Document Detail


Halogenated volatile organic compounds from the use of chlorine-bleach-containing household products.
MedLine Citation:
PMID:  18441786     Owner:  NLM     Status:  MEDLINE    
Abstract/OtherAbstract:
Sodium hypochlorite (NaOCl) and many organic chemicals contained in household cleaning products may react to generate halogenated volatile organic compounds (VOCs). Halogenated VOC emissions from eight different chlorine bleach containing household products (pure and diluted) were investigated by headspace experiments. Chloroform and carbon tetrachloride were the leading compounds along with several halogenated compounds in the headspace of chlorine bleach products. One of the most surprising results was the presence of carbon tetrachloride (a probable human carcinogen and a powerful greenhouse gas that was banned for household use by the U.S. Food and Drug Administration) in very high concentrations (up to 101 mg m(-3)). By mixing surfactants or soap with NaOCl, it was shown that the formation of carbon tetrachloride and several other halogenated VOCs is possible. In addition to quantitatively determined halogenated VOCs (n = 15), several nitrogen-containing (n = 4), chlorinated (n = 10), oxygenated compounds (n = 22), and hydrocarbons (n = 14) were identified in the headspace of bleach products. Among these, 1,1-dichlorobutane and 2-chloro-2-nitropropane were the most abundant chlorinated VOCs, whereas trichloronitromethane and hexachloroethane were the most frequently detected ones. Indoor air halogenated VOC concentrations resulting from the use of four selected household products were also measured before, during, and 30 min after bathroom, kitchen, and floor cleaning applications. Chloroform (2.9-24.6 microg m(-3)) and carbon tetrachloride (0.25-459 microg m(-3)) concentrations significantly increased during the use of bleach containing products. During/ before concentration ratios ranged between 8 and 52 (25 +/- 14, average +/- SD) for chloroform and 1-1170 (146 +/- 367, average +/- SD) for carbon tetrachloride, respectively. These results indicated that the bleach use can be important in terms of inhalation exposure to carbon tetrachloride, chloroform and several other halogenated VOCs.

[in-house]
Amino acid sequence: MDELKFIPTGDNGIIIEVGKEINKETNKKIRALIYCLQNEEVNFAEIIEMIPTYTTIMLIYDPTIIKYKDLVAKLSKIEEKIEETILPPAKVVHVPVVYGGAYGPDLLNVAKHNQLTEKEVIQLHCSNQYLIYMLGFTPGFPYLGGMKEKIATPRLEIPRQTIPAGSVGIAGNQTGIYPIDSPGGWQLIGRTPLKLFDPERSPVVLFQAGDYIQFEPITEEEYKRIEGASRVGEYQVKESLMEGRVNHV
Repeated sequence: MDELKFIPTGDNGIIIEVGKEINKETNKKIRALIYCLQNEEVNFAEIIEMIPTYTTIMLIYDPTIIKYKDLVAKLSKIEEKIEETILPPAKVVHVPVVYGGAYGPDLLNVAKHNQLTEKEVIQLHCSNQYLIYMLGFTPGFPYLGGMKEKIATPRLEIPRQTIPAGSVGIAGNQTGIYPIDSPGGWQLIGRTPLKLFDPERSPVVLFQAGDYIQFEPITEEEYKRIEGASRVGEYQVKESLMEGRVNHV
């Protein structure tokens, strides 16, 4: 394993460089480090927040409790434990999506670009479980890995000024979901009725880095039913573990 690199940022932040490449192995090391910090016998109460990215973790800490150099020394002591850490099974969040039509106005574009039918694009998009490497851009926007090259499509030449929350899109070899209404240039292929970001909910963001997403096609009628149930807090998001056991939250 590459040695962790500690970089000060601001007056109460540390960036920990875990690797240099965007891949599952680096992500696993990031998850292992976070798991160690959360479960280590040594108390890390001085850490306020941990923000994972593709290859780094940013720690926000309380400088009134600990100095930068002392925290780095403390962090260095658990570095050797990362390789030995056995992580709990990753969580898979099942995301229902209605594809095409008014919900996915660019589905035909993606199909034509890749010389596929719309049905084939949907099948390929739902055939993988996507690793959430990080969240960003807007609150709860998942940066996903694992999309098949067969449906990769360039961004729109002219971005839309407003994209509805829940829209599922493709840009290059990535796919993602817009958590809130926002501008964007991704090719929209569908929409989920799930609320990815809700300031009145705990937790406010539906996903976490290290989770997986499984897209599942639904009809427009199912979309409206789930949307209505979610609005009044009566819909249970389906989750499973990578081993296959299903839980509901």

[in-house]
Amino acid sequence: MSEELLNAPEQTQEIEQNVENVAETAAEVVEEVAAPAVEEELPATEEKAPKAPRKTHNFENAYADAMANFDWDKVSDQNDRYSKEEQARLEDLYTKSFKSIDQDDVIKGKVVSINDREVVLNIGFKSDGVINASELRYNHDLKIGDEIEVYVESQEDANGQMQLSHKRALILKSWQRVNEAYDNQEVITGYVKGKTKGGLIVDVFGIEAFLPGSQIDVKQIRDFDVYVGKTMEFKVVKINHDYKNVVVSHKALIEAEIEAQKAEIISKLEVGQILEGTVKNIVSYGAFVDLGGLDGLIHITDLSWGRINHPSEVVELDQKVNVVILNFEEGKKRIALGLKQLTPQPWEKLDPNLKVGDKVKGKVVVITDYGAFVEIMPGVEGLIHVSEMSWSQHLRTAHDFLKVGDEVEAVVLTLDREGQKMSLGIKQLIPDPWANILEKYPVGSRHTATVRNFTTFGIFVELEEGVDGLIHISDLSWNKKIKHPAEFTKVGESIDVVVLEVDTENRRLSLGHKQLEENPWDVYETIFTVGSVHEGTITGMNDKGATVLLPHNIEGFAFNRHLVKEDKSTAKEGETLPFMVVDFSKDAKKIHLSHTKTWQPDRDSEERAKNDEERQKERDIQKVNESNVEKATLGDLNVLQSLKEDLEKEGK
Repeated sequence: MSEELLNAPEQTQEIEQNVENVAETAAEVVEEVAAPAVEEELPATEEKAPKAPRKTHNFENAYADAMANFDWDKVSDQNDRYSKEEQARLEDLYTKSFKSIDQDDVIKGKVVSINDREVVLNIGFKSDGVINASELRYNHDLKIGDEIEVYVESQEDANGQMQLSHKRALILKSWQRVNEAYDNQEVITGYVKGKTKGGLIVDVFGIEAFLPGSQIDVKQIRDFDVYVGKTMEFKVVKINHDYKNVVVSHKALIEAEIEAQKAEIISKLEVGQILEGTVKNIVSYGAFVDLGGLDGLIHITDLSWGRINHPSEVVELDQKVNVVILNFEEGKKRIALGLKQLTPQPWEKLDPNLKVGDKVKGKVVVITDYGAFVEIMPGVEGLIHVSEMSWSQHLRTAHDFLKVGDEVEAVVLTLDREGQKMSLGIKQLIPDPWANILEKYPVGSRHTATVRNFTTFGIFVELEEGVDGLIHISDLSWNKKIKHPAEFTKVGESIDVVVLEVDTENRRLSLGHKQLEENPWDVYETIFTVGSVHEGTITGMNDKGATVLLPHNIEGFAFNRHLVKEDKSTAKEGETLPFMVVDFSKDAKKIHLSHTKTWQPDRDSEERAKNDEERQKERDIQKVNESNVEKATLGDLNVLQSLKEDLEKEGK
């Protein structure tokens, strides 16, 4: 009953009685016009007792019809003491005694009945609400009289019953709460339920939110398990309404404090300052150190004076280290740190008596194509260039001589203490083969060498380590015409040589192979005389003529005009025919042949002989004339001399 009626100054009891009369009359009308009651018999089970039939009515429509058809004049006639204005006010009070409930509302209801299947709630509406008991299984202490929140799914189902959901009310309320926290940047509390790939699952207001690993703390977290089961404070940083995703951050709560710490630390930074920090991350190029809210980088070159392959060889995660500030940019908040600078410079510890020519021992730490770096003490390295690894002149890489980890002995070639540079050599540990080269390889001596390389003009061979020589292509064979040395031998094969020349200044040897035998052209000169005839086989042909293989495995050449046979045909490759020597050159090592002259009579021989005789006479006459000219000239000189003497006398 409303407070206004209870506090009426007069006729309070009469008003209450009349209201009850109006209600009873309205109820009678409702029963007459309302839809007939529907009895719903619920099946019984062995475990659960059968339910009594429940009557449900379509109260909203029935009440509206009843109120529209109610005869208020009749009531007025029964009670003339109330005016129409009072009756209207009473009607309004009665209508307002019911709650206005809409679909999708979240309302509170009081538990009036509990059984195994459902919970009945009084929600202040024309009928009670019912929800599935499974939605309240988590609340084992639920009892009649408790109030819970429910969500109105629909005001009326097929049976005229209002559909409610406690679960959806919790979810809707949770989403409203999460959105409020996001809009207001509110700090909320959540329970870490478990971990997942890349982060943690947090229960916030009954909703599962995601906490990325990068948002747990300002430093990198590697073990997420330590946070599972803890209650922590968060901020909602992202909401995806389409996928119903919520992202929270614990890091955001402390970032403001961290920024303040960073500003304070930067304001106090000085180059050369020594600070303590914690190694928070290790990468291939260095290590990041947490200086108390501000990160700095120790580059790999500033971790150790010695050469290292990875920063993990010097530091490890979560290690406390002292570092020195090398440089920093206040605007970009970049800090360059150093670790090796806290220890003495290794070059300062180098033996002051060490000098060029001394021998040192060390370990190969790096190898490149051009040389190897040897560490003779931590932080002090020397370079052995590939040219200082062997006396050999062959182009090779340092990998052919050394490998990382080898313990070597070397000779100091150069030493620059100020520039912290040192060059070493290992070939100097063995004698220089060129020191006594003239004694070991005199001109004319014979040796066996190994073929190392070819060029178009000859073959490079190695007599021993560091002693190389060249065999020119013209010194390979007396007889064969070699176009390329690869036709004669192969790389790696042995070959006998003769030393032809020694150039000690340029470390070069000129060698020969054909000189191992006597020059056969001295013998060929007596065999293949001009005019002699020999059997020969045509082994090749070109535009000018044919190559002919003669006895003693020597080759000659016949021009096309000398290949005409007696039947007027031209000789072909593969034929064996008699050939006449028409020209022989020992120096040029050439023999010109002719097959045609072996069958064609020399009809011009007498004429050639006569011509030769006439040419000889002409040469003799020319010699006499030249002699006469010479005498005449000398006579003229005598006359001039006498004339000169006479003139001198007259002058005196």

Authors:
Mustafa Odabasi
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Publication Detail:
Type:  Journal Article    
Journal Detail:
Title:  Environmental science & technology     Volume:  42     ISSN:  0013-936X     ISO Abbreviation:  Environ. Sci. Technol.     Publication Date:  2008 Mar 
Date Detail:
Created Date:  2008-04-29     Completed Date:  2008-07-31     Revised Date:  -    
Medline Journal Info:
Nlm Unique ID:  0213155     Medline TA:  Environ Sci Technol     Country:  United States    
Other Details:
Languages:  eng     Pagination:  1445-51     Citation Subset:  IM    
Affiliation:
Department of Environmental Engineering, Faculty of Engineering, Dokuz Eylul University, Kaynaklar Campus, 35160 Buca, Izmir, Turkey. mustafa.odabasi@deu.edu.tr
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MeSH Terms
Descriptor/Qualifier:
Air Pollution, Indoor
Halogens / analysis*
Household Products*
Organic Chemicals / analysis*
Quality Control
Sodium Hypochlorite / analysis*
Volatilization
Chemical
Reg. No./Substance:
0/Halogens; 0/Organic Chemicals; 7681-52-9/Sodium Hypochlorite

From MEDLINE®/PubMed®, a database of the U.S. National Library of Medicine


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